If we do indeed reach peak vinyl and the compact disc becomes the physical standard again, I hope that the sampler CD doesn’t rebound as well—the label sample is far better suited for a streaming service like Soundcloud. French black metal label Les Acteurs De L’Ombre’s Sampler MMXV is the first such collection to captivate my interest since I cancelled my old subscription to Terrorizer. The ten tracks include choice cuts by The Great Old Ones and In Cauda Venenum, whom I spotlighted last month, in addition to a few artists I intent to now follow closely. In particular, check out “Naufrage” by Deluge.
-Discovered via email from the label.


It’s difficult to tell how much goodwill Queensryche burned during their long and acrimonious split with original lead singer Geoff Tate. It doesn't help that, aside from Operation: Mindcrime the band’s output has been spotty, particularly since the departure of Chris DeGarmo. “Arrow of Time” offers a glimmer of hope for the future; it’s a classic-sounding Queensryche song, almost to a fault. It's nothing groundbreaking, though at this time Queensryche needs to prove that they can deliver a solid record before attempting something off the wall. Todd LaTore sounds great, more like vintage Tate than Tate himself now does—years in Crimson Glory will do that to you. Here’s hoping the rest of their upcoming album Condition Human is this good.
-Discovered via MetalSucks.


But when it comes to a modern Seattle band upholding the city’s classic metal lineage, Substratum is a name to remember. I first saw the band a few months ago at their first show with new vocalist Amy Lee Carson and guitarist Max Nazaryan at a locals bar called The Kraken, and they absolutely packed the place. Carson’s vocals in particular pack vibrato and dramatic punch. This three song demo showcases the band’s strengths—good hooks and interesting guitar interplay.”Last Voyage” and “Who Am I” are a little better than “By Any Means,” which loses itself in showboating a little, but overall this triptych of songs bodes well for a forthcoming debut LP.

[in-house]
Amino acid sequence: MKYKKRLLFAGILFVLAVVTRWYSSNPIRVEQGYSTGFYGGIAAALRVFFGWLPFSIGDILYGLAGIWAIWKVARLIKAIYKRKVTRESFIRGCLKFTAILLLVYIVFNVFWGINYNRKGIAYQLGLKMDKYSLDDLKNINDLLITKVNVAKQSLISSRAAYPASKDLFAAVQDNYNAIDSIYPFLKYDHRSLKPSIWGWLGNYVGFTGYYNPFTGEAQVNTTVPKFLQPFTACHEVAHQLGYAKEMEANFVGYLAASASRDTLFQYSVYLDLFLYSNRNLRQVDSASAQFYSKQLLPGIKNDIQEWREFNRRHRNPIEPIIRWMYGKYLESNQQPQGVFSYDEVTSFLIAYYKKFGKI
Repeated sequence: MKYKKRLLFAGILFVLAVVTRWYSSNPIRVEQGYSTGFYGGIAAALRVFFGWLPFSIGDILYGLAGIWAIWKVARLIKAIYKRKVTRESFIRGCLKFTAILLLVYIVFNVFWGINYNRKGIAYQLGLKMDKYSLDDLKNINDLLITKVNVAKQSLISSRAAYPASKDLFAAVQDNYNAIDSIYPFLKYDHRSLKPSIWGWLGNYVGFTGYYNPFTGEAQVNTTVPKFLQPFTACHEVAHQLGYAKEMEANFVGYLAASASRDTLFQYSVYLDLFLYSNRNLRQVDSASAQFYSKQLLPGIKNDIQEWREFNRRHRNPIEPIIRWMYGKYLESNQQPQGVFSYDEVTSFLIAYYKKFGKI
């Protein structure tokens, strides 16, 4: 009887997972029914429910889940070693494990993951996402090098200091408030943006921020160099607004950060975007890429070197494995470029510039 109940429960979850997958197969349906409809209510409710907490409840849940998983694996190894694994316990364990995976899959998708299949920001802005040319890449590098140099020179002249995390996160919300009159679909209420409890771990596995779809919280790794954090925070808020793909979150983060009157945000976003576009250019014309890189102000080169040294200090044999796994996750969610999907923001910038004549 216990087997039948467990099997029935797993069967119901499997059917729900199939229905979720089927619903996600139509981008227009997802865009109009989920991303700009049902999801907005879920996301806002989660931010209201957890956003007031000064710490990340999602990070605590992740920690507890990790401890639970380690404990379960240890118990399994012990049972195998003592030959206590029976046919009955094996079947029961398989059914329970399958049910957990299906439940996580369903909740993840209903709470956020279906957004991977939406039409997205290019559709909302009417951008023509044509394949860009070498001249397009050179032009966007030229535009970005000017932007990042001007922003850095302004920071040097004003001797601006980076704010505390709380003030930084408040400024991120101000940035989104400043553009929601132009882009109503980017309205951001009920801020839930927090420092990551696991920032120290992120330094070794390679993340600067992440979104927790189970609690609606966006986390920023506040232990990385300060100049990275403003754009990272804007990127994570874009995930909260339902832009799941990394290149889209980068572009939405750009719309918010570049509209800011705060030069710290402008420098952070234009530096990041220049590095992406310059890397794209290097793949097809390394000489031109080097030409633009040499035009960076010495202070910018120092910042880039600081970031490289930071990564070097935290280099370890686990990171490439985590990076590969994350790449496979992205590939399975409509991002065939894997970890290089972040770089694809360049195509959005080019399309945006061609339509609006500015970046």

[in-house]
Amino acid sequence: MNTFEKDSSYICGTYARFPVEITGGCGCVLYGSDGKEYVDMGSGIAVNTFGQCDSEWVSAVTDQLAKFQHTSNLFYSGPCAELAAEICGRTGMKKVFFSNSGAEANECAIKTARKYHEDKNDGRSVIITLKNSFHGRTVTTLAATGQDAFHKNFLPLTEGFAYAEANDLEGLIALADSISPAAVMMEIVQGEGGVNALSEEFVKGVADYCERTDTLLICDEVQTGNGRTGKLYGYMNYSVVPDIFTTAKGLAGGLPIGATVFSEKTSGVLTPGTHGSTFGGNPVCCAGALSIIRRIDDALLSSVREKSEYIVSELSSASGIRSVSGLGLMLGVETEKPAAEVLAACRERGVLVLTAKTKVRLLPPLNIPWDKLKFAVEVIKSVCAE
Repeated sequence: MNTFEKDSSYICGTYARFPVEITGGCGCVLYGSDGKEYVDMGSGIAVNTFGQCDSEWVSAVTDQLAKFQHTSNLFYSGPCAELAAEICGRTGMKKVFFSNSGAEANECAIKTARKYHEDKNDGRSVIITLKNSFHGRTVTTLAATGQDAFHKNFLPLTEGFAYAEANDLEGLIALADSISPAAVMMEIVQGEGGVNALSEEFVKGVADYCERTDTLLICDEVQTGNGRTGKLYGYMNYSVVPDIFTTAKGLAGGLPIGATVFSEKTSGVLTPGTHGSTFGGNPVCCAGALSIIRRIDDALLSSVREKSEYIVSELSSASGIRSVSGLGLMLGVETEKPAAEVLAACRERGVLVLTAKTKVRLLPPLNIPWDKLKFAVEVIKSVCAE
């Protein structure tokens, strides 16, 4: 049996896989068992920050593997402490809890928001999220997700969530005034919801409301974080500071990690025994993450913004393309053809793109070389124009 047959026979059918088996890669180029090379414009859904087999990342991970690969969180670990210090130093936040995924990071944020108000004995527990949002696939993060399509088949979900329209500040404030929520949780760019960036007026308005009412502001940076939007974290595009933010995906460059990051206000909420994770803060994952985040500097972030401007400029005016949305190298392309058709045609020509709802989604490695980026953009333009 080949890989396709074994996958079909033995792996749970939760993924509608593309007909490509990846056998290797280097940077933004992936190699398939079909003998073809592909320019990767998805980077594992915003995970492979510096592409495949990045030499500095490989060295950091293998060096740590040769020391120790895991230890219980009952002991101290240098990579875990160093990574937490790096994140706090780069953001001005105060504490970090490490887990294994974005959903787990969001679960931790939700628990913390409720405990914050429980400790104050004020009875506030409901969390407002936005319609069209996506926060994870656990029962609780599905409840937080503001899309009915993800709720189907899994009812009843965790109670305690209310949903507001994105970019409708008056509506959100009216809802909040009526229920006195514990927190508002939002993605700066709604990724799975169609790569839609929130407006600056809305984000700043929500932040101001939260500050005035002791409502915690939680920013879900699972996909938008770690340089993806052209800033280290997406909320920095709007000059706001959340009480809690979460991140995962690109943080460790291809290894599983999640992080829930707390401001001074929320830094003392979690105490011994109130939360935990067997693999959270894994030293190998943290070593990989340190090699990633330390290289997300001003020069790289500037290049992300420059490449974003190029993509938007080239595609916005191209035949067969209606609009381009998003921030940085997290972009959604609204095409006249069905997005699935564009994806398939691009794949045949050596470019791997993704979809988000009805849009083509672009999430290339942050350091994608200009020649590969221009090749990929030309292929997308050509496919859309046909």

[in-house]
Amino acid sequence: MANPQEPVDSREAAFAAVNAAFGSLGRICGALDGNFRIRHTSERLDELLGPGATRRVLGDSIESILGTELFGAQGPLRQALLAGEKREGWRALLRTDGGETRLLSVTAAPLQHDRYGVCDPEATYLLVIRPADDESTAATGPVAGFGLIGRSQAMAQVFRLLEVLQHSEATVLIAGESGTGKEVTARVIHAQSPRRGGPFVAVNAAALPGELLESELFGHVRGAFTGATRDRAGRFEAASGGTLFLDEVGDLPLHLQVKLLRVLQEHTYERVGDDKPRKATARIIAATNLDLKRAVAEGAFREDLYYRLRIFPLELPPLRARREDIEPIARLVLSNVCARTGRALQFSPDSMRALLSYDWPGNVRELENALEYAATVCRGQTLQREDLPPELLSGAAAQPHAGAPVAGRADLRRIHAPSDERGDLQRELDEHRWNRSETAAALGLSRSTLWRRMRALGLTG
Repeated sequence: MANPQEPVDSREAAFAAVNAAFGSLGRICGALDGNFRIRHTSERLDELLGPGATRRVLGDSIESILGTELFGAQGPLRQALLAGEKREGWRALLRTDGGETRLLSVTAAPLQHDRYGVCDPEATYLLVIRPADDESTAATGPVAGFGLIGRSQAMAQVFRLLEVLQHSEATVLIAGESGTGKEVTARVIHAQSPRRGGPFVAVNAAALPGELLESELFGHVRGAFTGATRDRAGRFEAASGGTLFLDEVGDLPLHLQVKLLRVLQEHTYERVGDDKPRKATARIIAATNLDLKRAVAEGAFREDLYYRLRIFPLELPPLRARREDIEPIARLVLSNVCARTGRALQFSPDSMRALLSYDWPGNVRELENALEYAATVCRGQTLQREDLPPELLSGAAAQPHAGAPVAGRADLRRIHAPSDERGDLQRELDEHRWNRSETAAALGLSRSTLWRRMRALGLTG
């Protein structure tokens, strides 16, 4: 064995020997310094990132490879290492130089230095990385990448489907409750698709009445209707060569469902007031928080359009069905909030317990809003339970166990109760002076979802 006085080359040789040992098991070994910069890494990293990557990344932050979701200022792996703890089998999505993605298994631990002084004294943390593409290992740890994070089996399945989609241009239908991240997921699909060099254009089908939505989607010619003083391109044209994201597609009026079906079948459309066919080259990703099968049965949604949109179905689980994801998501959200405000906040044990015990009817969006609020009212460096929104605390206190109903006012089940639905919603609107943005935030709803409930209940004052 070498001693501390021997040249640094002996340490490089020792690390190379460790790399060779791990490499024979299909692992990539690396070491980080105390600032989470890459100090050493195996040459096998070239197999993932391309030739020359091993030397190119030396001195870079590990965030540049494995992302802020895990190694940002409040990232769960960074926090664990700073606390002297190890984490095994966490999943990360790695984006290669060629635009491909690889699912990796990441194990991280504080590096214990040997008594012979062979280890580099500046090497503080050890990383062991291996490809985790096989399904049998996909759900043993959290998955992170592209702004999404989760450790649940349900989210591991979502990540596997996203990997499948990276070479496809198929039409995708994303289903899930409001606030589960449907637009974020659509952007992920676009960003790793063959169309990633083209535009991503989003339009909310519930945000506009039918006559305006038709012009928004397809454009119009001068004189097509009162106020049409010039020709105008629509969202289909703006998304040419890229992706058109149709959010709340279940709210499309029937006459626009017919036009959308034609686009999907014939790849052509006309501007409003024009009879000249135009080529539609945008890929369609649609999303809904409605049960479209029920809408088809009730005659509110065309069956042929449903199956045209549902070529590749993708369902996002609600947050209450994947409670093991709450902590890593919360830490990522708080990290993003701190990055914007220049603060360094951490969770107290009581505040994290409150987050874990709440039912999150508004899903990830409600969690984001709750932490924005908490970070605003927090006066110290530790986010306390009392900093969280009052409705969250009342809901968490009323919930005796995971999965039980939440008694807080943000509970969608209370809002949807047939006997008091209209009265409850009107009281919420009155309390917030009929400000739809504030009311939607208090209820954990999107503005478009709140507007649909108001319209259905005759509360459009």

-Discovered via local show.


I wonder how Swedish progressive black metal band Seeds in Barren Fields funded the recording of Let the Earth be Silent After Ye. Like the album art, the music looks to be composed of so many layers that one could strip away the most obvious sonic elements and still have a well-composed whole. Not that longform detail-oriented black metal with roots in folk, prog and punk music is in short supply. Seeds in Barren Fields use awareness of real-world events, particularly in the Middle East, to set themselves apart from their peers. I liked the music enough to run “اني اخترتك ياوطني” through Google translate ("I have chosen you Laotunai") and to brush up on the Deir Yassin massacre while listening to the album. For those not politically inclined, it still holds enough musical twists and turns to stay interesting through the multiple listens required to fully digest the songs.
-Discovered via email from the band.


Grave Pleasures, first touch of Dreamcrash - "Crying Wolves"

Get a first taste of the new album and pre-order it now!The first single and video from »Dreamcrash« will be out on July 31st. Until then, enjoy this very first taste of the new album, a song we call "Crying Wolves". Those of you who have seen us live this summer already know this one - it's one of our favourites in all its desperate glory. We hope the song - and the visuals - will take you to a place that is out of your control. Thank you for listening. Pre-order the album here from iTunes and get Crying Wolves as an mp3 straight away!http://sny.ms/DREAMCRASH_MP3(Aside from the US for now - North American pre-order coming soon!)Or grab a pre-order teeshirt/CD/LP bundle if you live in Finland, via Levykauppa Ax:http://www.levykauppax.fi/artist/grave_pleasures/dreamcrash/#cd-t-paitaMore pre-order links in different territories coming soon!Dreamcrash is out via Columbia on the 4th of September 2015Music video by Grave Pleasures performing Crying Wolves. (C) 2015 Grave Pleasures under exclusive license to Sony Music Entertainment Germany GmbHVisual Crew:Director: Ville HakonenProducer: Niina Virtanen & Grave PleasuresCinematography: Ville Hakonen & Jussi SandhuEditing: Jussi SandhuGrips: Joonas Halkola & Nalle MielonenAssistant Animator: Nina ForsmanProduction Company: Wacky Tie Films

Posted by Grave Pleasures on Saturday, July 18, 2015

Of course, I need to finish things up with my first taste of new music from Grave Pleasures, the band formerly known as Beastmilk, whose 2013 album Climax made my best of 2014 list by a technicality. Last year the band traded guitarist Johann Snell for Linnéa Olsson formerly of The Oath. The first Grave Pleasures song, “Crying Wolves” doesn’t show any of Olsson’s retro-doom sound and that’s a good thing. Instead it’s more gothic post-punk with driving guitars and Kvohst’s Danzig-esque mewling. A proper video is forthcoming, but the stop-motion promo suits the song fine—the bit where the camera zooms during the break before the final verse is a pure synthesis of song flow, lyrical content and visual presentation. Their upcoming LP Dreamcrash just leapt to the top of my anticipated records list.
-Discovered via Noisey.

—Joseph Schafer


This article has been edited to properly reflect translations from Arabic.


More From Invisible Oranges